CIRCLE E BALLAST
Indicates special EPACT compliant version of ballast. Check the laws and codes for specific applications.

COLOR RENDERING INDEX
CRI-indicates how true to color lighted objects appear. A higher number means truer color. The CRI creates light sources on a scale of 0 to 100. The higher the CRI the more vibrant or close to natural the colors the objects appear.

COLOR TEMPERATURE OR CHROMATICITY
The appearance of the light that comes from a light source. The color temperature is measured in Kelvin or “k”. The higher the color temperature, the visually cooler or bluer the light appears.

ELECTRONIC BALLAST
A ballast that utilizes electronic components to transform current at high frequency to operate fluorescent or discharge lamps.

FOOTCANDLE
The measurement of the amount of light reaching the surface. Footcandles are measured in lumens per square foot.

LAMP EFFICACY
Different lamp types have different abilities to convert electrical power (watts) into visible light (lumens). The quality of light emitted is divided by the input power to determine the lamps efficacy. This is expressed as lumens per watt LPW.

LIFE
How long on average a bulb is estimated to last. The number of burning hours on average after which 50% of representative groups of lamps in tests under controlled burning conditions and at a specified number of burning hours per start have failed.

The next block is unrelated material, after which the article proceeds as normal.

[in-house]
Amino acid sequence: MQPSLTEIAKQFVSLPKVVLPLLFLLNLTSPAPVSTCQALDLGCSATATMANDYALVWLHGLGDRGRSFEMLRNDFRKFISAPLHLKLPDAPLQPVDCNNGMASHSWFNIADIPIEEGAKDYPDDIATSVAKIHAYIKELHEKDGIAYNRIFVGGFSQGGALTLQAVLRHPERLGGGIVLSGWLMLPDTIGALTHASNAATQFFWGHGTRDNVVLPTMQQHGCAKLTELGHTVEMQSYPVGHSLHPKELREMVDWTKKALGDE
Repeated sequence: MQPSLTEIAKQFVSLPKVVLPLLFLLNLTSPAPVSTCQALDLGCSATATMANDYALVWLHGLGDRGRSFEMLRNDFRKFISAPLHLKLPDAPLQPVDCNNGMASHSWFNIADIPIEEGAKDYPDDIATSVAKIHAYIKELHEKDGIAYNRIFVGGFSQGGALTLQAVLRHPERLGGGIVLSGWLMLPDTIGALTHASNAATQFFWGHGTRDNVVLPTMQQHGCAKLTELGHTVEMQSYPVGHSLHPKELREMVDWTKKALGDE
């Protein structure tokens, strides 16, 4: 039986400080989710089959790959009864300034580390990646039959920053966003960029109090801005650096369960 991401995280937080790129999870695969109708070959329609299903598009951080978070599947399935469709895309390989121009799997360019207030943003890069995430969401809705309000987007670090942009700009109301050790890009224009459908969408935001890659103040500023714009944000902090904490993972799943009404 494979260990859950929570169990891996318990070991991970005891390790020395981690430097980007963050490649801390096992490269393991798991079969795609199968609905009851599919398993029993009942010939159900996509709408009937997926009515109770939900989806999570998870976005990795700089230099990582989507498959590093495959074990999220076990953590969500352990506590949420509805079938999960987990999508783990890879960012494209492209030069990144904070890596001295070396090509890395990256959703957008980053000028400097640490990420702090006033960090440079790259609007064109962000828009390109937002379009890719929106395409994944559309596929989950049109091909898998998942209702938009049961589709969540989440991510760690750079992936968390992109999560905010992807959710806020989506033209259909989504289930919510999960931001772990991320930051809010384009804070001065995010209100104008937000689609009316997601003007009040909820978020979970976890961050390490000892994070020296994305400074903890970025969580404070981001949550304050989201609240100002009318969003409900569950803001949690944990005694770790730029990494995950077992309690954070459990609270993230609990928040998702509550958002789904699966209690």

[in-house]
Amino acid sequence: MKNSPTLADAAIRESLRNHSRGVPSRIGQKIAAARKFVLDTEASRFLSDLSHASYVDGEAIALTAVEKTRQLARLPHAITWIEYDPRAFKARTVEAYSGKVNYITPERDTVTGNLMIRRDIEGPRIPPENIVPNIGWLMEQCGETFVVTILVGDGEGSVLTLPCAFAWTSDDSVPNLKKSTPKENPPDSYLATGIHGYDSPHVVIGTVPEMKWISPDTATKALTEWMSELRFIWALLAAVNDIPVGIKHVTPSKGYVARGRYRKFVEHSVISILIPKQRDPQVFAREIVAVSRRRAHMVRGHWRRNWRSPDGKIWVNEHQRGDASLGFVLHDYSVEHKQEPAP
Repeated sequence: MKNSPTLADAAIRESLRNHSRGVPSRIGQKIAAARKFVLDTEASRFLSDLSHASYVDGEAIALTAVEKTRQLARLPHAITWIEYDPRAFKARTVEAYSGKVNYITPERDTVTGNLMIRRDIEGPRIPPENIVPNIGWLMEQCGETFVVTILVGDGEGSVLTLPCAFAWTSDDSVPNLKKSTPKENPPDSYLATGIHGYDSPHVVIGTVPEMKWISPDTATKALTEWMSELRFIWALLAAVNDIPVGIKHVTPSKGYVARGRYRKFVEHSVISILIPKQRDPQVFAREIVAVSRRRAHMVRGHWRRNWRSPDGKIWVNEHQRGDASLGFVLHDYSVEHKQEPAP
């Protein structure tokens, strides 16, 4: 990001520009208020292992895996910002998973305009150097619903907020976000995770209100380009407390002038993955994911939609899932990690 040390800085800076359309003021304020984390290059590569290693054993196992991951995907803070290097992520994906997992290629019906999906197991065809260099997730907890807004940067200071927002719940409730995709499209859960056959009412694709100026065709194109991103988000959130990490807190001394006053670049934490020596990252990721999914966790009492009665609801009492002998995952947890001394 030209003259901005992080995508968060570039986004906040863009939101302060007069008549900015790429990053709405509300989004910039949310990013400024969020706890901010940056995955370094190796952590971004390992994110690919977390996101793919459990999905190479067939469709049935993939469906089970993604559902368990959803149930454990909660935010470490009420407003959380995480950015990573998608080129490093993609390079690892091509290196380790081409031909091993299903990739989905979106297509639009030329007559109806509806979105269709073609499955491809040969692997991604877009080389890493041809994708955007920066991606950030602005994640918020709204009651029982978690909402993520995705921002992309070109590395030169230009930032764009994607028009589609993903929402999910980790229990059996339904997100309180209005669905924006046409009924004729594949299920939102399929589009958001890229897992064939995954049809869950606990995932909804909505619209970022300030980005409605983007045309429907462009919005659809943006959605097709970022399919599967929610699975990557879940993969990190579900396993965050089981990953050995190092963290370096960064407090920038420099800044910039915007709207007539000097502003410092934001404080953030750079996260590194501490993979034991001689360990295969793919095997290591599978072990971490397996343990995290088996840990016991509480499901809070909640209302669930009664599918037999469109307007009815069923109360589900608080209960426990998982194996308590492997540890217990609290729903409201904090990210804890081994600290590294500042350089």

LPW
Lumens per watt is a measure of energy efficiency. Fluorescent lamps are very energy efficient and emit up to 100 lumens per watt.

LUMENS
Bulb brightness. A higher number means brighter light. Fluorescent lamp lumens decrease over its life.

MAGNETIC BALLAST
A ballast that uses core and coil assembly to transform electrical current to start and operate fluorescent lamps.

OCTRON BALLAST
A ballast designed to operate 1” diameter, T8 fluorescent R.S. lamps. It is not compatible with T12 or preheat lamps.

POWER FACTOR
The ratio of power(watts) to volt-amps of the ballast. The power factor ratio may be used to determine how efficiently total input power is being used.

Troubleshooting

It is important to know which ballast is in the fluorescent fixture and which lamp is compatible with that ballast. Not using the correct lamp may result in ballast overheating, ballast thermal cycling or premature failure. AFX products offer superior ballasting, but it is very important to use the proper lamp for optimum performance. Here are several tips for ballast troubleshooting:

SYMPTOM CORRECTIVE ACTION
Lamps will not operate.
  • 1. Check if there is power to the fixture.
  • 2. Be sure lamp is properly seated in socket.
  • 3. Replace the lamp.
  • 4. Reseat or change starter (preheat only).
  • 5. Check wiring connections.
  • 6. Test ballast.
Slow or erratic starting.
  • 1. Check ground (fixture must be grounded for reliable starting).
  • 2. Check ballast label for correct lamp.
  • 3. Check for low voltage supply.
  • 4. Be sure lamp is correctly seated in socket.
  • 5. Test ballast.
Excessive noise.
  • 1. Tighten loose components.
  • 2. Install ballasts of the proper sound rating.
  • 3. Replace faulty ballast(s). Normal operation should resume.
  • 4. Note: All fluorescent ballasts emit some noise.
Lamp(s) are cycling.
  • 1. Check air temperature in and around fixture.
  • 2. Check ballast and coil temperature - ballast case temperatures should not exceed 90C and coil temperatures should not exceed 105C.
  • 3. Remove building insulation from above fixtures to allow heat dissipation.
  • 4. Replace faulty ballast(s). Normal operation should resume.
Interference
  • 1. Radios and antenna must be 4 - 10 feet from lamps.
  • 2. Correct condition by use of radio interference filters.